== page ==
An imaginative entry: that is what is required, at the least. Initially this requires what Keats called “negative capability,” the self-emptying submission to another world, so that we can stand in the place of someone or something we are not, and provisionally believe what we do not believe. 

This self-emptying is then completed by love. I see no way around this. I can, provisionally, put myself in the place of a Muslim beholding the Dome of the Rock, and appreciate its grandeur. But if that appreciation does not give birth to love – I am not necessarily speaking yet of religious conversion – then it will remain, at least partly, extrinsic to me, outside my heart, and therefore unknown. I may say many true things about the work, but will not plumb its truth.

To return to The Winter’s Tale: if I exercise that humility, I may come to hear the strains of the theme, which Shakespeare repeats in many variations, that we must die to live again. But without love, there is much that will escape me, since only love reveals the heart. 

For example, late in the play, the once-jealous sinner Leontes, now sixteen years older, sees before him the son of the friend he once suspected of committing adultery with his wife. With that lad is a beautiful young woman, who is his own long-lost daughter, though no one on stage knows this yet. 

As they stand there, hand in hand, Leontes suddenly “sees” in their youthful faces his old friend and his deceased wife – the pair he wrongly saw as adulterers. So much the humble critic notices. But only the lover can be stirred to wonder; a wonder that will remind him of the words that unless we become like little children, we shall not enter the kingdom of heaven.

The dutiful critic, then, may get many things right, but remains outside the feast, occasionally glancing through a window. The lover enters in, and beholds the guests as they feast. And they who believe? What they see, they alone must report to the rest.

Anthony Esolen is a lecturer, translator, and writer. His latest book is Ten Ways to Destroy the Imagination of Your Child. He teaches at Providence College.
 
 
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written by Trish, April 25, 2012
Mr. Esolen: Your excellent reflection here reminds me very much of John Saward's book "The Beauty of Holiness and the Holiness of Beauty", in which he discusses the relationship between sacred art, truth, virtue, and holiness. Reading that book made me see that sacred art is beautiful in proportion to the truth it expresses and why secular art or sacred art of another religion may be to some degree beautiful but will, for me as a Catholic, never come even remotely close to the beauty found in Christian sacred art. For instance, the classical Roman art I come across in my Latin studies can be lovely, but it cannot hold a candle by a long shot to, say, the breathtaking beauty expressed in Rembrandt's Prodigal Son painting.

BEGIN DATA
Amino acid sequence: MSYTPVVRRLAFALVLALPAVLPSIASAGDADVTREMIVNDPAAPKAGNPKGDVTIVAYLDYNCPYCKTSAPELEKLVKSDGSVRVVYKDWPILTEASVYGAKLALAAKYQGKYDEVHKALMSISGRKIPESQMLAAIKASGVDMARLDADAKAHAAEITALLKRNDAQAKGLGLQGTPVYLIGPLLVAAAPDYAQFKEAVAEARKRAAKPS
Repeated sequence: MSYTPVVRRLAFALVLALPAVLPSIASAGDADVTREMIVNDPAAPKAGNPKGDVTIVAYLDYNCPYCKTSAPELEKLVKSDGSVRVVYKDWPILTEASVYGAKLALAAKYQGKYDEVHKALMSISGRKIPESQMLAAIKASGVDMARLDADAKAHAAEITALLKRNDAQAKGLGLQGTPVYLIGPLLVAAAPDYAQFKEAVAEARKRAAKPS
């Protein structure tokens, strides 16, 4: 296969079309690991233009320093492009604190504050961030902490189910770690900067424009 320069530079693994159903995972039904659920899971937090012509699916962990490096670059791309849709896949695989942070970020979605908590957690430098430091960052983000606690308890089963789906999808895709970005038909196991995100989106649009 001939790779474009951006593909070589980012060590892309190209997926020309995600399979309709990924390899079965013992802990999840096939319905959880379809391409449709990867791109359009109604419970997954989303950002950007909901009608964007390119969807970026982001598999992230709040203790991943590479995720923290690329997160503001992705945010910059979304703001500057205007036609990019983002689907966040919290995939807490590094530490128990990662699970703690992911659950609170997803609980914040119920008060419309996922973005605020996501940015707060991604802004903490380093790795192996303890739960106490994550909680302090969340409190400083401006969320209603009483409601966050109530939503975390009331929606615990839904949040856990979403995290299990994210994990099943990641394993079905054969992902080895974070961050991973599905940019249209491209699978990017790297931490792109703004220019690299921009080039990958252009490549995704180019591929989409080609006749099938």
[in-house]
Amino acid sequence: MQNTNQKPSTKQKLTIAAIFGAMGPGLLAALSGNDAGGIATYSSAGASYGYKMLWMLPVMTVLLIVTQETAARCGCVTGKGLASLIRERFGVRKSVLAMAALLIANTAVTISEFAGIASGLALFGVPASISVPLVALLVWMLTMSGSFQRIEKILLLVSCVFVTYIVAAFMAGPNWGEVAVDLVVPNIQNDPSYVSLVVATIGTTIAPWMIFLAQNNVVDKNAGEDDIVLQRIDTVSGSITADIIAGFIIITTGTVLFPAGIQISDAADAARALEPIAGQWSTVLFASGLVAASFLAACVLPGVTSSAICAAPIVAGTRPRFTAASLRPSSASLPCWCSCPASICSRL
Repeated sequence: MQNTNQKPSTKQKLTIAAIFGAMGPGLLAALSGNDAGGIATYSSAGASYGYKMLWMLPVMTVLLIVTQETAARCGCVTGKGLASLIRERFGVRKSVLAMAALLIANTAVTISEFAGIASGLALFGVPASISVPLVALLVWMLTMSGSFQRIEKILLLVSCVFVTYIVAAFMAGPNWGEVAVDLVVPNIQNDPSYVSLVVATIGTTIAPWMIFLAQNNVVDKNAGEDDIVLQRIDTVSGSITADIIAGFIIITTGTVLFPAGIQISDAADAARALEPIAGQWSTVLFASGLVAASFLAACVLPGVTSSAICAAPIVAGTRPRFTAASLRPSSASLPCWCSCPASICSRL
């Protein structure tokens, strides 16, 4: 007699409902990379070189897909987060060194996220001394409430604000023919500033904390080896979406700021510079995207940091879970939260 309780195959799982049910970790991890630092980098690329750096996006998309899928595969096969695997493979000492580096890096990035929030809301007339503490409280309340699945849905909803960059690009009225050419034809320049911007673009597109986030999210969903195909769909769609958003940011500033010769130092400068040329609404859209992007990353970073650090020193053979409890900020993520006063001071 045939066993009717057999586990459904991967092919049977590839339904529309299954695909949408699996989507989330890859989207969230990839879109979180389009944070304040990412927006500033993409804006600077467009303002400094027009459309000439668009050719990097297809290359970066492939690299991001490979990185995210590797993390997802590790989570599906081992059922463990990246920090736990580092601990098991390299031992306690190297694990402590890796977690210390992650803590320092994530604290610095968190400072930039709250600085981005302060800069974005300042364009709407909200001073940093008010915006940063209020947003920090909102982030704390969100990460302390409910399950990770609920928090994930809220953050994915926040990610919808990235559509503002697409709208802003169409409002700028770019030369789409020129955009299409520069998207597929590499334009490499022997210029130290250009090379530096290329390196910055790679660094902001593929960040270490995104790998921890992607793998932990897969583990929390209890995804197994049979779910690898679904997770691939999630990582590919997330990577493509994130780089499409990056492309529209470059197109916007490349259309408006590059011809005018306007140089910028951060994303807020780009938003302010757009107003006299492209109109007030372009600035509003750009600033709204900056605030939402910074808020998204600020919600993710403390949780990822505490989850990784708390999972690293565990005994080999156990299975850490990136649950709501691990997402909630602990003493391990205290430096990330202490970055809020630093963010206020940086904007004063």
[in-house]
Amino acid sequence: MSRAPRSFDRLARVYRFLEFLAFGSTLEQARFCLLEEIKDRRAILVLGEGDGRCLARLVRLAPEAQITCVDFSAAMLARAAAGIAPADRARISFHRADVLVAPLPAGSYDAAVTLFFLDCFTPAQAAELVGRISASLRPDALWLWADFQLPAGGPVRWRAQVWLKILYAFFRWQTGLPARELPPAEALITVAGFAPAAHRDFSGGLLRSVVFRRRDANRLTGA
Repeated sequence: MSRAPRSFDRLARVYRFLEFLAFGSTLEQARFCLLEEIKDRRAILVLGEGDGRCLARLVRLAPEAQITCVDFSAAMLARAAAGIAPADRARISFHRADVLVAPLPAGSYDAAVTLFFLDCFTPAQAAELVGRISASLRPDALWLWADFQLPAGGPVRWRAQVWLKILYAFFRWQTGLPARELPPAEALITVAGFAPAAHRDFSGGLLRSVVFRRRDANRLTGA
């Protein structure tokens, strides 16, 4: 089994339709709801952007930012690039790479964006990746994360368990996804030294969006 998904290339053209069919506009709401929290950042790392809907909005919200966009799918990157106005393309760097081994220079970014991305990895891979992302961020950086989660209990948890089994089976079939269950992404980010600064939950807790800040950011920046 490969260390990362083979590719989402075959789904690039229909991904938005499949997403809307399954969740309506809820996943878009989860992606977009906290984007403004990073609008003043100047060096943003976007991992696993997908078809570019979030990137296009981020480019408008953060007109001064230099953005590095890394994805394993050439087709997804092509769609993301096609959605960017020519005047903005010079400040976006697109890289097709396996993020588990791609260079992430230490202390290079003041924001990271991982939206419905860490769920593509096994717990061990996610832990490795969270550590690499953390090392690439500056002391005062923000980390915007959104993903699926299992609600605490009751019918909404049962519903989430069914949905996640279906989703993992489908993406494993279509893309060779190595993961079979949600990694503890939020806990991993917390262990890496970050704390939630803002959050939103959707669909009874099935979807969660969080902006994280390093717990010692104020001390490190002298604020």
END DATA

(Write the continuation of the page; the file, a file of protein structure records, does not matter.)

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written by Louise, April 25, 2012
From Trish: "art is beautiful in proportion to the truth it expresses"

I hear so often about the beauty of the dome of the rock, but I have never found it beautiful--even before I knew what it was. For some reason that I can't put my finger on, I find it out of proportion, awkward, poorly designed--curve to height, height to width--or something. It the same with all Moorish design. I wonder whether I am the only person who feels that way. It it quite off-putting to me.
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written by William, April 25, 2012
To Louise:

I read somewhere that Muslim architecture is always and intentionally out of proportion or "off" in some way because only God (Allah) is perfect.
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written by Nestor, April 26, 2012
Greetings from Croatia, it's nice to be mentioned on the catholic thing ! :)